Do I need to say “o’clock” after each time? Tell me, please, how to pronounce the following sentence:

From 9.00 to 10.00 - registration of conference participants

And how to say:

From 12.00 - to 14.00


No. When it is clear you are talking about a time (as it is here) "o'clock" is optional, and often omitted.

So "From 9 to 10" would be the common way of reading that.

Your second example is most commonly "From 12 to 2".

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    I agree that in a schedule they are likely to be written "from 9:00 to 10:00", but pronounced "from 9 to 10". In a schedule anywhere outside the US, they are likely to use a 24 hour clock, not a.m. and p.m. – Colin Fine May 12 at 22:49
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    I agree that you could just say "from nine to ten". You could also say "from nine to ten o'clock", with the "o'clock" implicitly applying to both. I might say that (instead of "from nine to ten"), if I wanted to make clear that I'm talking about times. If one of them has minutes, that implies that they are times, so you could normally leave off the "o'clock" from the other one: "from nine-thirty to ten", or "from ten to eleven-thirty". It's also ok to say "o'clock" when it's not needed, like "from nine o'clock to ten o'clock", "from nine o'clock to ten thirty", but it sounds more formal. – Glenn Willen May 13 at 2:06
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    @GlennWillen You can also use the "o'clock" for emphasis of punctuality: "be here at 9" is far more casual about the time than "be here at 9 o'clock" or "be here on the dot of 9" (the latter implying that even 09:01 is too late!) – Chronocidal May 13 at 7:56
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    I would add to this - certainly where I live, it would be more common to say "from 9 until 10", or "from 9 'til 10". If you say "from 10 to 11", it can create confusion over whether you mean starting at 10:00 and ending at 11:00, or starting at 10:50... – Chronocidal May 13 at 8:03
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    In the UK, I don't think I've ever heard anyone say "fourteen" for a time. It would always be "2pm" or (since 2am is very unsociable) just "2 (o'clock)". You could explicitly say "2am" to emphasize a very early or late time. – Chris Petheram May 13 at 12:56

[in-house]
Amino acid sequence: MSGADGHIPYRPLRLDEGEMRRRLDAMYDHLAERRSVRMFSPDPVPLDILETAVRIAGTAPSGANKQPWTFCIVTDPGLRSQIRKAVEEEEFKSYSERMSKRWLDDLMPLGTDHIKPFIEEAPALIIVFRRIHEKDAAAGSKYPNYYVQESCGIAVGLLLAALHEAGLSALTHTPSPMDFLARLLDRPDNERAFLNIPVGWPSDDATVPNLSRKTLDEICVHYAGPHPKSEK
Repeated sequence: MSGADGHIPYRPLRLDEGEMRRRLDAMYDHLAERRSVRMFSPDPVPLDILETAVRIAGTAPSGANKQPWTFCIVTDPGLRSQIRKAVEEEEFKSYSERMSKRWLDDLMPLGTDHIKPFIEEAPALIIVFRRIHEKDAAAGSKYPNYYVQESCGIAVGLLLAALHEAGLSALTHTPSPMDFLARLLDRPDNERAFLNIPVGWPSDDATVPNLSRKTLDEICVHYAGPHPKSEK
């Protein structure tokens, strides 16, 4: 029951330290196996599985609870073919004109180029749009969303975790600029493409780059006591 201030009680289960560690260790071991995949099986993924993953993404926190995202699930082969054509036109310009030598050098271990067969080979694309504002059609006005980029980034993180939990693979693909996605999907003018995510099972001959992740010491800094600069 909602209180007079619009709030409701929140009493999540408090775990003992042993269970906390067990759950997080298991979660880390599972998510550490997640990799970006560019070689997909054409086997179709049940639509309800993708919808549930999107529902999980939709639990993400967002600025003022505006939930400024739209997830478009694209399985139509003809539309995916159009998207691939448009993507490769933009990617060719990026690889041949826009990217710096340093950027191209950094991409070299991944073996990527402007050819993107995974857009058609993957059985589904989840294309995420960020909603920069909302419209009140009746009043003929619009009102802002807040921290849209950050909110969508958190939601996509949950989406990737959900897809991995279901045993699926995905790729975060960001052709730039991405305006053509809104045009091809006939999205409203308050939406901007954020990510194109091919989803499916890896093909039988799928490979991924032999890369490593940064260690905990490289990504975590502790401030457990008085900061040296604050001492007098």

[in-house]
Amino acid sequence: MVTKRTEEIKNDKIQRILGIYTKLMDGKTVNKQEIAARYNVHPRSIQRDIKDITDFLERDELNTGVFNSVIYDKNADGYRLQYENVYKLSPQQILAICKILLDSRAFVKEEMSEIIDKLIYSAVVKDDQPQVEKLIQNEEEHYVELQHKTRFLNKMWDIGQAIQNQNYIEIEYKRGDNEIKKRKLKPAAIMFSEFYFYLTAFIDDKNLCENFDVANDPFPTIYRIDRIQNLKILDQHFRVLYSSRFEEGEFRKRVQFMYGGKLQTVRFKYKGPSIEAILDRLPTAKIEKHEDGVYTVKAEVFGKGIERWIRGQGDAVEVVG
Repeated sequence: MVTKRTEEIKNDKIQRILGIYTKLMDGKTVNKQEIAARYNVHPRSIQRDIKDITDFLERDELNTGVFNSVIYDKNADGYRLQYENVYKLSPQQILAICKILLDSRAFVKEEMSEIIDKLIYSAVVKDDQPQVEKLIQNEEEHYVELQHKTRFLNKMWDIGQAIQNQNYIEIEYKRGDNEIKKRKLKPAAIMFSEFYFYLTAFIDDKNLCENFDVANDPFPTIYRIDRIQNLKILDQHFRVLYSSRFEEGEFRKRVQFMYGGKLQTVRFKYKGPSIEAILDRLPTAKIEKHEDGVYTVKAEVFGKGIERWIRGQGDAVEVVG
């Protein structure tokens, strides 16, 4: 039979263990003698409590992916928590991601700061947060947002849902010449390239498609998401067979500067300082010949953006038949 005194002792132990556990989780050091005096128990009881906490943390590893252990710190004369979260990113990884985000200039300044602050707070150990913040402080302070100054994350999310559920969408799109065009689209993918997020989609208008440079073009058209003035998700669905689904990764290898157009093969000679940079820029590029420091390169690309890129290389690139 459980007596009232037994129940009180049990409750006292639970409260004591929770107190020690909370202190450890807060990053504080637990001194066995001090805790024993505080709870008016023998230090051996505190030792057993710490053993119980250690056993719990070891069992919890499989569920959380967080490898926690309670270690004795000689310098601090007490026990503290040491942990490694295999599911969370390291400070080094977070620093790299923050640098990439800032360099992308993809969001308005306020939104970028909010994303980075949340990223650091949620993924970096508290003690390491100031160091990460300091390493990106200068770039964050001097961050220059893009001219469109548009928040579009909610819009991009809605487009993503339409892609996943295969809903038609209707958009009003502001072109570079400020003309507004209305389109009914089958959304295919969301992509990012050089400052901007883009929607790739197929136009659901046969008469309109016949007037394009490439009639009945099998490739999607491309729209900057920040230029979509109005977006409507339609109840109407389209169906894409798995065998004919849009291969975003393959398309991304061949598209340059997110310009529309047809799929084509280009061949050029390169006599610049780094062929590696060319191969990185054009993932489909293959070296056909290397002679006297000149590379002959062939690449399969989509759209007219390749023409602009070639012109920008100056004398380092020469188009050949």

In the US, 14:00 is typically only used by the military (and would be said "fourteen hundred" or sometimes "fourteen hundred hours", while 9:00 would be "oh nine hundred:). For civilians, it would be said "twelve to two" or "noon to two" with "PM" (usually uppercase) added if there's possible confusion about the event lasting until 2:00 AM.

In a written schedule, it could most efficiently be written "9:00 - 10:00" and "12:00 - 2:00", with the ":00" possibly omitted if everything starts on the hour.

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    Speaking the words 'ten TO two' is equally likely to cause confusion! 'Ten TILL two' makes more sense. – Tim May 13 at 8:30
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    @Tim I hear "from ten to two", meaning starting at 10am and ending at 2pm, pretty much every day. In the US, I think "till/'til" is fairly uncommon (today - it was more common in the past). jamesqf - note that when military, airline, etc. 24 hour time is used in the US, it's most proper to omit the colon, as in "1400" or "0900". – Todd Wilcox May 13 at 13:43
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    @Tim: It can't be interpreted as "from one fifty" because then there's no second time. You would have an open-ended time period, and by context it's obvious that's not what is intended. – Kevin May 13 at 17:50
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    @Tim - on an English language learning site, I would steer clear of advising the use of abbreviations. If you think "to" is ambiguous, use "until" (not "till" - which means a cash register). – Chris Melville May 13 at 18:30
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    @Chris Melville: Well, MAYBE it means a cash register. Could be the rocks & dirt left behind by a glacier, or the act of preparing soil for planting, or... – jamesqf May 14 at 5:02

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